= Fully recruited
= Not yet recruiting
= Enrolling by invitation
This study is looking at the use of Immersive Virtual Reality (IVR) to improve the uptake of physiotherapy amongst young people with DMD. The first phase will involve a design workshop to explore different scenarios on the IVR to mirror current DMD physiotherapy recommendations, with the second phase looking at testing of these scenarios by young people with DMD. The study is currently open to those patients currently being seen at Leeds Teaching Hospital and Sheffield Children's NHS Foundation Trust, and is being funded by The Children's Hospital Charity.
As part of the International Standards of Care for Duchenne muscular dystrophy, it is recommend that children with DMD undertake a daily stretching programme to maintain maximum muscle extensibility and optimise function. A lot of children are not motivated to perform these exercises, leading to earlier complications, reduced function and a poorer long-term prognosis.
Our collaborative research group has previously developed an interactive Immersive Virtual Reality (IVR) system to improve the delivery, engagement and success of physiotherapy for adult amputees, burns’ patients and children with upper limb injuries. VR headsets have become more accessible in terms of price, usability and portability.
In a recent PPI survey, 78% of paediatric DMD patients stated that a VR system could improve physiotherapy engagement and performance. This study will investigate the feasibility and acceptability of an IVR device on paediatric DMD rehabilitation.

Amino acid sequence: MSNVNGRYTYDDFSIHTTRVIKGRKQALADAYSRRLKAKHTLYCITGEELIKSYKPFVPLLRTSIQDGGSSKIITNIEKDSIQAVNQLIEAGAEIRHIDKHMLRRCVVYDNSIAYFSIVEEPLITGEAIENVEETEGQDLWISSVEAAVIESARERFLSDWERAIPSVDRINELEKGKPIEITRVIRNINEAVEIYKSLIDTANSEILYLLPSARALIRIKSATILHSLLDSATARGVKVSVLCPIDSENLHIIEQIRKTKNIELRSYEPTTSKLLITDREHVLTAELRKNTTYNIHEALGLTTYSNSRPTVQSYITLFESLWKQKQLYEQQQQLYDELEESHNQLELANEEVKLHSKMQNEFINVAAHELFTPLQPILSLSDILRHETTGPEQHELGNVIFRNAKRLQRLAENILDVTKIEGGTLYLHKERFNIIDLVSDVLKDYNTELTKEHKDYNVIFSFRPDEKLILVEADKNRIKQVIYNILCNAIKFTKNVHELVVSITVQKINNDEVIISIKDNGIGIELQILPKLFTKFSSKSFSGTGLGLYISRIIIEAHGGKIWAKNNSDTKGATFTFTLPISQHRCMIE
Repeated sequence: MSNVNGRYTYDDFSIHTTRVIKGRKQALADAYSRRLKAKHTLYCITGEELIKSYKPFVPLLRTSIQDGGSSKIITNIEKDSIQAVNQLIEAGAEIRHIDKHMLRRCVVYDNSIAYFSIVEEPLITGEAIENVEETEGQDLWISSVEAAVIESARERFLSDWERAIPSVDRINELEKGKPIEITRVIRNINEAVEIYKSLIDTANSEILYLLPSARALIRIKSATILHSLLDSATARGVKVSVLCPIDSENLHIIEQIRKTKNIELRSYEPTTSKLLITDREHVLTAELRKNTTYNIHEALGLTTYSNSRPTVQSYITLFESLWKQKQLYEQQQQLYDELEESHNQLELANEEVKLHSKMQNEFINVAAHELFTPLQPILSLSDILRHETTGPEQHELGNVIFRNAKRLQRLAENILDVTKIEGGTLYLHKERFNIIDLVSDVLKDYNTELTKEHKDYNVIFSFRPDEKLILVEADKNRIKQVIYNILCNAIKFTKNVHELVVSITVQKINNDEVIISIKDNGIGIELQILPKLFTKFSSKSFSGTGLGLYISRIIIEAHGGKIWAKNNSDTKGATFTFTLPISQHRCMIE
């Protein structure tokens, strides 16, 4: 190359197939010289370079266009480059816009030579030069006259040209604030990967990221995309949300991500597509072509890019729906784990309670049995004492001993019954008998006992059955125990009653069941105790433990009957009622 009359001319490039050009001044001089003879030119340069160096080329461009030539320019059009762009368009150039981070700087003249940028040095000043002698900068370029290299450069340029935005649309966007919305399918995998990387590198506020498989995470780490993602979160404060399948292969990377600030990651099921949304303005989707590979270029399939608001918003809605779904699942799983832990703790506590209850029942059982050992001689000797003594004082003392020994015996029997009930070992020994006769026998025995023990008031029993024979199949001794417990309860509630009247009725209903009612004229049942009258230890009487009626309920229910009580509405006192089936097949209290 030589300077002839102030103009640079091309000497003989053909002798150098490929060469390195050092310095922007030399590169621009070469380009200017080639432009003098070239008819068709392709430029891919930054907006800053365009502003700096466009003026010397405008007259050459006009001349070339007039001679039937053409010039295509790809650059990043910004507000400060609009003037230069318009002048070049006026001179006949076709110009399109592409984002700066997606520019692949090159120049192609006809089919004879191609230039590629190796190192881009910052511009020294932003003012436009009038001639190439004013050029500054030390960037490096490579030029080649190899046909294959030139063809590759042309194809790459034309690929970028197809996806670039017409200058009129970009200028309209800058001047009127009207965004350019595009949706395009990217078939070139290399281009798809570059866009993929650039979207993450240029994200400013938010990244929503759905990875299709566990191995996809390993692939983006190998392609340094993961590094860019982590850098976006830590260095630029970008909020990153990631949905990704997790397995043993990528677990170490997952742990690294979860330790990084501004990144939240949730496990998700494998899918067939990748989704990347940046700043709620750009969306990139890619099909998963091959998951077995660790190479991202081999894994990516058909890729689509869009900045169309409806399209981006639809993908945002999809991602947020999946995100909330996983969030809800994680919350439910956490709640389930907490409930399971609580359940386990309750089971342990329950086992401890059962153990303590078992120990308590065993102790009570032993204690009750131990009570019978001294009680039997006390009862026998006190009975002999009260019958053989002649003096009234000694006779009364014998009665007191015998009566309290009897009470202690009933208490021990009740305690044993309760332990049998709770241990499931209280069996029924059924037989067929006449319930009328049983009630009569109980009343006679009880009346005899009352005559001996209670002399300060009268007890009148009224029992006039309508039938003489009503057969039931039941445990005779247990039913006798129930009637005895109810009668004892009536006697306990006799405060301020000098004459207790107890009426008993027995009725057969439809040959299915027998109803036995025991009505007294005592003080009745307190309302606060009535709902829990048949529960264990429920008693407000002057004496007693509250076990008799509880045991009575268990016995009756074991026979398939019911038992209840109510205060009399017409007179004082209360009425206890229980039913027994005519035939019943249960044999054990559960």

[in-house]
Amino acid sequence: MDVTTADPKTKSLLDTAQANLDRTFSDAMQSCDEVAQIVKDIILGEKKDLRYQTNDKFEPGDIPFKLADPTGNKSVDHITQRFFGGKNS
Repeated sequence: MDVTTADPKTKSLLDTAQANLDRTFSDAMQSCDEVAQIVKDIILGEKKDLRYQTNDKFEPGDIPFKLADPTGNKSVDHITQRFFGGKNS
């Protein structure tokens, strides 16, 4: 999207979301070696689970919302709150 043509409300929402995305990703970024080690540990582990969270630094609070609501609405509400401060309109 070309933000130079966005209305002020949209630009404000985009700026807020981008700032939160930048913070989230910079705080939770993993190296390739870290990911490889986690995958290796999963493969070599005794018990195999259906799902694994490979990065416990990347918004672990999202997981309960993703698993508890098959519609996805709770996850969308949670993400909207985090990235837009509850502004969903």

In phase 1 of this study, clinicians, physiotherapists, parents, carers and patients will participate in a co-design workshop to explore core VR rehabilitation scenarios. An IVR platform will be developed that will emulate current DMD physiotherapy. In phase 2, we will ask therapists and children to take part in testing the IVR platform. VR scenarios will be further developed and then tested in a trial with 16 DMD patients aged 5-10 years.
Pre and post-trial assessments will be performed to determine the effect of the IVR system on improving physiotherapy adherence, muscle strength testing, quality of life and anxiety. Qualitative interviews and questionnaires will be conducted with patients and clinical staff to obtain feedback on patient acceptability as well as practicality and acceptability of using IVR in a clinical setting.
This study will help determine if an IVR system can improve the physiotherapy of young patients with DMD. The study is being funded by The Children's Hospital Charity.